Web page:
Building a Better Swallow

As humans restructure the landscape, one species changes with it.

 

Cliff Swallow Sarcophagus - Charles Brown
BY CONOR GEARIN | THE NEW TERRITORY ISSUE 04

Evolution can happen any day, any time. Sometimes all it takes is a particularly nasty Midwestern rainstorm.

In late May 1996, two Ford F-150s rolled toward a roadway culvert in the flat plains of southwestern Nebraska. Rain streaked the windows as the biologists inside peered out with binoculars. Attached to the underside of the culvert were gourd-shaped nests made of mud and straw. Some birds fluttered around the nest, but many others sheltered inside. They might not have looked like it at first, but they were all starving to death.

A fierce six-day storm was keeping the cliff swallows from catching enough flying insects, their only food source. The biologists didn’t dare get out and walk closer, because that would flush the swallows from their nests, causing them to lose more of the energy stores keeping them alive. Dead swallows lay in the mud under the culvert.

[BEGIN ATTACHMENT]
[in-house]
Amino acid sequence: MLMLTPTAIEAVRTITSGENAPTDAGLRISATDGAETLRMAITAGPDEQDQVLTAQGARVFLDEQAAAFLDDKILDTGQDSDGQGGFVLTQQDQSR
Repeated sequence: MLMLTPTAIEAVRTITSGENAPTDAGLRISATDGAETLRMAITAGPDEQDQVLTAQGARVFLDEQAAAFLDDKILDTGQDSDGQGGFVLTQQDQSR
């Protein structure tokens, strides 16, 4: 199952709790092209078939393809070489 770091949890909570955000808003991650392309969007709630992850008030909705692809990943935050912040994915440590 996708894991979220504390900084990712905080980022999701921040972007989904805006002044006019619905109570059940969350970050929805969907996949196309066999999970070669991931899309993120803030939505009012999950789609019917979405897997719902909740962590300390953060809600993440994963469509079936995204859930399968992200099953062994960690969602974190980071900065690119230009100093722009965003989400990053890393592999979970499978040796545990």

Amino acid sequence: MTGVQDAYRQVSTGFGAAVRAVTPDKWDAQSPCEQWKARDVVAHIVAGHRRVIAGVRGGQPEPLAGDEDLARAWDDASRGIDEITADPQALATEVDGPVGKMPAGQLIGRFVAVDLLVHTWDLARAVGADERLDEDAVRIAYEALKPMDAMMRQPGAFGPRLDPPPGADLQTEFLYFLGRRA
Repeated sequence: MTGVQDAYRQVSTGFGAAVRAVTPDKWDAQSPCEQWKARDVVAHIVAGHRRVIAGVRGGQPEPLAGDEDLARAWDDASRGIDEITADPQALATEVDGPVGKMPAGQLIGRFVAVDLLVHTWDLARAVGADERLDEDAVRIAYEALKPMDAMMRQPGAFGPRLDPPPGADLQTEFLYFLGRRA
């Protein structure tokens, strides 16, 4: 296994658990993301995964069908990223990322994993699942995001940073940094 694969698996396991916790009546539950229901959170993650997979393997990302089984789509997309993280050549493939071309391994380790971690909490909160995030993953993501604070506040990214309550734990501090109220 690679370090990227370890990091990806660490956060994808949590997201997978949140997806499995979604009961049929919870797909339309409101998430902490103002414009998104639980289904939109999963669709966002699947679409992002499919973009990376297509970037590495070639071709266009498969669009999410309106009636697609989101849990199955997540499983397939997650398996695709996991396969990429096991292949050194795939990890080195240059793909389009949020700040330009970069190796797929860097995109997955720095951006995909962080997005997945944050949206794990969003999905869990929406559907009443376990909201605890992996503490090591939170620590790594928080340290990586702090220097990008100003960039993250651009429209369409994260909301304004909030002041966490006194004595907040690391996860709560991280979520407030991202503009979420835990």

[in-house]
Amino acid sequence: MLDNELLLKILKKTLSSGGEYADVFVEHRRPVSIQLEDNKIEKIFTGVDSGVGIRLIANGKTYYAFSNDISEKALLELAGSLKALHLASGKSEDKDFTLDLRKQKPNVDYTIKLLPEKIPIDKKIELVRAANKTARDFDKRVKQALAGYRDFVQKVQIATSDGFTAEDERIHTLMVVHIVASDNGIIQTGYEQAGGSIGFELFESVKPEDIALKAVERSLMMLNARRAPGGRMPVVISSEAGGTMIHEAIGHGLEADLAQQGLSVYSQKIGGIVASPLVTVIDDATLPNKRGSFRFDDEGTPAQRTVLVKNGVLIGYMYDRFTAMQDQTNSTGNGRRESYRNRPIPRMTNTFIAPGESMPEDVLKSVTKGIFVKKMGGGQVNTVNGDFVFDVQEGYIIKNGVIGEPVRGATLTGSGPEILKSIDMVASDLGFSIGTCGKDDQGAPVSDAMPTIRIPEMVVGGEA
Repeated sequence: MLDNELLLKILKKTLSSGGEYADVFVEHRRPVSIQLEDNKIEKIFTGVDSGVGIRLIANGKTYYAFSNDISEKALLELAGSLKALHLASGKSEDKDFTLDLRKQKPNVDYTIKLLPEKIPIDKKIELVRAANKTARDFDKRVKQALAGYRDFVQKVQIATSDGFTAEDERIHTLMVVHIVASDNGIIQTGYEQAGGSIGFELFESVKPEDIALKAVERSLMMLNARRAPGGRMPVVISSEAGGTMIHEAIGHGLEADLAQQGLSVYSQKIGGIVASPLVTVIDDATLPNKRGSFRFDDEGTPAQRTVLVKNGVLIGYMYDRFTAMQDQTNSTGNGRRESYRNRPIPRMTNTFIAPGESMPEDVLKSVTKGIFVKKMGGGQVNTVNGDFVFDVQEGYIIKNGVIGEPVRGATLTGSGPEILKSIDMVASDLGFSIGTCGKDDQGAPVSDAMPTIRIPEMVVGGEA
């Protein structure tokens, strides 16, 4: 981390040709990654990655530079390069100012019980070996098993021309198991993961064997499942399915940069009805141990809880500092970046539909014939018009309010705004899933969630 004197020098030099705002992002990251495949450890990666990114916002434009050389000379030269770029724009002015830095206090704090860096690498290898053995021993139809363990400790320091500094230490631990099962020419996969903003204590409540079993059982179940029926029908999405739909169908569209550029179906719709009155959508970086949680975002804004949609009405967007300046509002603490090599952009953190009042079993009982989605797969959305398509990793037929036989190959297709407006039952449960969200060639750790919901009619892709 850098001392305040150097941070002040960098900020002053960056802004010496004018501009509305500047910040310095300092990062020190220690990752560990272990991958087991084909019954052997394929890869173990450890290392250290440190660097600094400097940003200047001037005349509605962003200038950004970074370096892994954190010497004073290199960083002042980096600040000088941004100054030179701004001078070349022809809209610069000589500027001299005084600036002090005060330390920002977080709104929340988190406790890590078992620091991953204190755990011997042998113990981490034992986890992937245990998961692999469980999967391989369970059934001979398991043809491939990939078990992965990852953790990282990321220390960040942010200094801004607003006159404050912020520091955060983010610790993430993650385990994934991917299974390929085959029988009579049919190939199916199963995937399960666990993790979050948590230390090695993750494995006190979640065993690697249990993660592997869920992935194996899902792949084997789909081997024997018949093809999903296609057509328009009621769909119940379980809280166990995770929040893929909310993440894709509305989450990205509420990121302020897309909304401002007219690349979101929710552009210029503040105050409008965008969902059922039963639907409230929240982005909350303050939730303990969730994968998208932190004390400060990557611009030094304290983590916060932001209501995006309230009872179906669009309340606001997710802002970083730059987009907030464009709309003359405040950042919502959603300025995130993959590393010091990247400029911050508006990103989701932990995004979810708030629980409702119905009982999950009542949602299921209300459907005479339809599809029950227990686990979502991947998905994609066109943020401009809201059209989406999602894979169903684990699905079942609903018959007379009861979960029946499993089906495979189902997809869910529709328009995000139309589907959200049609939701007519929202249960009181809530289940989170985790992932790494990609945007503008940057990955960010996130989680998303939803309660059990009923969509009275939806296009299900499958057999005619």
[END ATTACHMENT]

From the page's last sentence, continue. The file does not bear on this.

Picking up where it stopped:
For the scientists, it was a rough moment in a long relationship with the swallows. Biologists Charles Brown of the University of Tulsa, Mary Bomberger Brown of the University of Nebraska-Lincoln and their teams of students had been watching, catching, and measuring cliff swallows around Ogallala, Nebraska for 14 years.


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ISSUE 04 MADE POSSIBLE IN PART BY OUR SPONSORS

Missouri Wildflowers Nursery

The Red Earth MFA at Oklahoma City University

Issue 04 Sponsor: True/False Film Fest

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